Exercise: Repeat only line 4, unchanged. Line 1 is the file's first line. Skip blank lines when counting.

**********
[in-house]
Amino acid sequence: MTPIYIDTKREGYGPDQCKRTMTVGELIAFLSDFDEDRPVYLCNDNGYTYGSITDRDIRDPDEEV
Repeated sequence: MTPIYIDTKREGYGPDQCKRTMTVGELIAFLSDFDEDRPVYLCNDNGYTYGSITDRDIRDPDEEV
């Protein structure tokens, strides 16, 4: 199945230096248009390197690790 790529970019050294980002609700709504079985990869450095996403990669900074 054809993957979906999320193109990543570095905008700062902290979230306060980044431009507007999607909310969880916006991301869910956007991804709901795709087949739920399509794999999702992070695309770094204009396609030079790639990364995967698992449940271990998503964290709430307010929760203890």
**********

């Protein structure tokens, strides 16, 4: 199945230096248009390197690790 790529970019050294980002609700709504079985990869450095996403990669900074 054809993957979906999320193109990543570095905008700062902290979230306060980044431009507007999607909310969880916006991301869910956007991804709901795709087949739920399509794999999702992070695309770094204009396609030079790639990364995967698992449940271990998503964290709430307010929760203890």